Heart attack patients are dying because medics can’t put on full PPE in time to resuscitate them, say doctors at a leading health trust
- Doctors say valuable resuscitation time being lost as they struggle to put on PPE
- Patients in cardiac arrest have lost lives because doctors are obliged to put on PPE which takes time
- Some doctors have even faced disciplinary action for administering CPR to save patients’ lives without first putting on full PPE
Heart attack victims have lost their lives because doctors are still obliged to put on full Covid-protection equipment before resuscitating them in hospitals, The Mail on Sunday has been told.
Doctors at a leading health trust in London say that valuable time is being lost when patients go into cardiac arrest as doctors struggle to put on Personal Protective Equipment (PPE).
Although the guidance from Public Health England (PHE) is that they ‘strongly advise that there is no potential delay in delivering this life saving intervention’ for Covid reasons, it is still left to ‘Healthcare organisations [to] choose [whether or not] to advise their clinical staff to wear FFP3 respirators, gowns, eye protection and gloves when performing chest compressions’.
This newspaper also understands that some doctors have even faced disciplinary action for administering CPR to save patients’ lives without first putting on full PPE.
Doctors at a leading health trust in London say that valuable time is being lost when patients go into cardiac arrest as doctors struggle to put on Personal Protective Equipment (PPE) (stock image)
A doctor at one London trust said: ‘It takes between one and two minutes for us to put on the PPE and that can be the difference between life and death’.
Last night, Tory MP Marcus Fysh said it was ‘quite wrong’ to implement the restriction.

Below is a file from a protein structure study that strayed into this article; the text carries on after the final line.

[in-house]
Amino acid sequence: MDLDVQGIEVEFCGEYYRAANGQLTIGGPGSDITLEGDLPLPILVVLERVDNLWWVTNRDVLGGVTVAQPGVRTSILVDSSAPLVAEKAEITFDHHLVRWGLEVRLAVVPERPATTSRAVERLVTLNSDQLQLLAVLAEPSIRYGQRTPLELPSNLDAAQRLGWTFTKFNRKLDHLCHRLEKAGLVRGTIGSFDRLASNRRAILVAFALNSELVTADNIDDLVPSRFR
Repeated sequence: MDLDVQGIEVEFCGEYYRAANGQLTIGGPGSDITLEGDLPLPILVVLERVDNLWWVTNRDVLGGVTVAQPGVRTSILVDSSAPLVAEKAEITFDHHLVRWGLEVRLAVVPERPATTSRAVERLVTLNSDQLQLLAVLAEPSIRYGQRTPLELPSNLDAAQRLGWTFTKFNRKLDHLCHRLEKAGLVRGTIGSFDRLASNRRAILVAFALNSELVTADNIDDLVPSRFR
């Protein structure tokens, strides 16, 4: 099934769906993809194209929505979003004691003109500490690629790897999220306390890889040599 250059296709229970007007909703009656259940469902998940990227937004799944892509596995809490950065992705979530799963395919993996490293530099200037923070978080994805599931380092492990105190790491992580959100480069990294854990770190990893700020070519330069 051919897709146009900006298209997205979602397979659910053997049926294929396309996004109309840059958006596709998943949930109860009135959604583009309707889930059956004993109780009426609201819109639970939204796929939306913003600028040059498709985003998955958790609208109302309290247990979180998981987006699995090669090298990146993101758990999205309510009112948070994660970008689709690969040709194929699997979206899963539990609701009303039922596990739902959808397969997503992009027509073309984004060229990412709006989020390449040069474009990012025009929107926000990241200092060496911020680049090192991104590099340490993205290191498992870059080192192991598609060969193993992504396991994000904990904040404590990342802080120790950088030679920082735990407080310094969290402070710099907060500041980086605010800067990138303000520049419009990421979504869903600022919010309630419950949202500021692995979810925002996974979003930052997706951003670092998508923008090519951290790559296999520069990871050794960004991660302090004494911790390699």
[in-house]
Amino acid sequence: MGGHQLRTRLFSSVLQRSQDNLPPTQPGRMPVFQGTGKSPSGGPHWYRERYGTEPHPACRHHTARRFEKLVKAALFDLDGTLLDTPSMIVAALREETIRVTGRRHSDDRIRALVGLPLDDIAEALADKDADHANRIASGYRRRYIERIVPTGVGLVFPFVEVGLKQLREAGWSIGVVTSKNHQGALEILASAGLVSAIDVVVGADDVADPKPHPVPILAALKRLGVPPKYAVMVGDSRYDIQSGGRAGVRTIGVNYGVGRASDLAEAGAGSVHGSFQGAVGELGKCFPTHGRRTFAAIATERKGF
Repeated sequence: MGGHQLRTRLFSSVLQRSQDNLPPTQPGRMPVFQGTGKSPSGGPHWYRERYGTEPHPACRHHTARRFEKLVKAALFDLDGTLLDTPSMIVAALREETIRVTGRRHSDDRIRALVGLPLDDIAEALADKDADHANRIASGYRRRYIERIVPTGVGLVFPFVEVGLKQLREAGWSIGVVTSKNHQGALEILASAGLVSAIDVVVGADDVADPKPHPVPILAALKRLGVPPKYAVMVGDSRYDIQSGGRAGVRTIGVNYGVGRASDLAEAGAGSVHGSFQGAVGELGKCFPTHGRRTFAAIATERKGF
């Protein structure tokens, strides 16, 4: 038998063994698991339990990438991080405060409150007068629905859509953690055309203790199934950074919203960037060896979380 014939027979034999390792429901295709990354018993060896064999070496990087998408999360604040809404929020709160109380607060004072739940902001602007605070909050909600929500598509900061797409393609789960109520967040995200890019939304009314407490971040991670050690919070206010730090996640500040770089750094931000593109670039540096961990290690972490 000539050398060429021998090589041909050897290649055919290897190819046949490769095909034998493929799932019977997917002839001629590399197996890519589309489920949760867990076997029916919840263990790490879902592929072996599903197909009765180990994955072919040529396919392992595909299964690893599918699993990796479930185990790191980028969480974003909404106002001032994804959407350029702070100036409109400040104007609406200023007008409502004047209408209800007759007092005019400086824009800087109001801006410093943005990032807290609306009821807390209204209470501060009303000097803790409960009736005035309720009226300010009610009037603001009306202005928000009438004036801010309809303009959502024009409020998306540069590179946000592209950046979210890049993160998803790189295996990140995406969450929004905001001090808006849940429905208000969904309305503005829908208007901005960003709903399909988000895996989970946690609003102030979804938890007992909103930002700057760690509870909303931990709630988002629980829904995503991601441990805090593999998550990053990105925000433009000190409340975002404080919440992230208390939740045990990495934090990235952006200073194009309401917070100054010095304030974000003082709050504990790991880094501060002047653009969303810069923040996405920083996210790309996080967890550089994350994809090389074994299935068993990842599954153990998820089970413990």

Mr Fysh said: ‘If everyone’s vaccinated among hospital staff anyway, then it isn’t a material risk to those staff in any sense to be interacting with a patient who has Covid. That’s what the statistics tell us. So I think it would be quite wrong to insist that a doctor who wanted to perform CPR couldn’t do so because they weren’t wearing the PPE.’
And Tory MP Alicia Kearns said she will raise the ‘lunacy’ of the policy with the Health Secretary. She told The Mail on Sunday: ‘No doctor wants to lose a patient. I find it hard to believe that any Trust would instruct their doctors who are fully vaccinated to potentially cost the life of a patient.’
A doctor at one London trust said: ‘It takes between one and two minutes for us to put on the PPE and that can be the difference between life and death’ (stock image)
In other developments:
- International visitors to the UK will again have to take pre-departure Covid tests in a bid to tackle the Omicron variant, Health Secretary Sajid Javid said yesterday;
- From 4am on December 7, all travellers visiting England, Scotland and Wales, or returning home after a holiday, will be required to take a pre-departure lateral flow or PCR test;
- Nigeria will be added from Monday to the red list of countries from where people arriving must quarantine in a hotel for ten days;
- Latest figures showed that hospital admissions fell by 0.8 per cent over the past seven days to 812, while deaths dropped 3.6 per cent to 127. The number of positive tests were up 2.5 per cent to 42,848;
- Analysis by The Mail on Sunday has revealed a postcode lottery for booster shots. Some UK residents are having to travel more than 50 miles for a top-up jab
Pictured: The latest coronavirus vaccinations, positive tests, hospital admissions and deaths
International visitors to the UK will again have to take pre-departure Covid tests in a bid to tackle the Omicron variant, Health Secretary Sajid Javid said yesterday
PPE rules are made at Trust level, according to the Resuscitation Council, based on advice it and PHE has issued.
In a statement on the issue published exactly a year ago, the Resuscitation Council advised medics that full PPE should be worn during CPR, an approach it described as ‘pragmatic’.
It did, though, stress the need for speed in delivering care, saying: ‘A rapid response provides the best chance for survival.’
But the statement advising full PPE was made before the NHS had administered a single jab in the highly successful Covid vaccination campaign, either to the public or health staff. Last night the Resuscitation Council confirmed its safety-first position has not changed – but said medics could work within the guidance to give patients the best chance of survival while protecting themselves from Covid.
A spokesman said: ‘We continue to monitor the situation closely and regularly review our Covid-19 resuscitation guidance to ensure that we consider any new or emerging evidence in this area as well as Covid infection rates and vaccination rates.’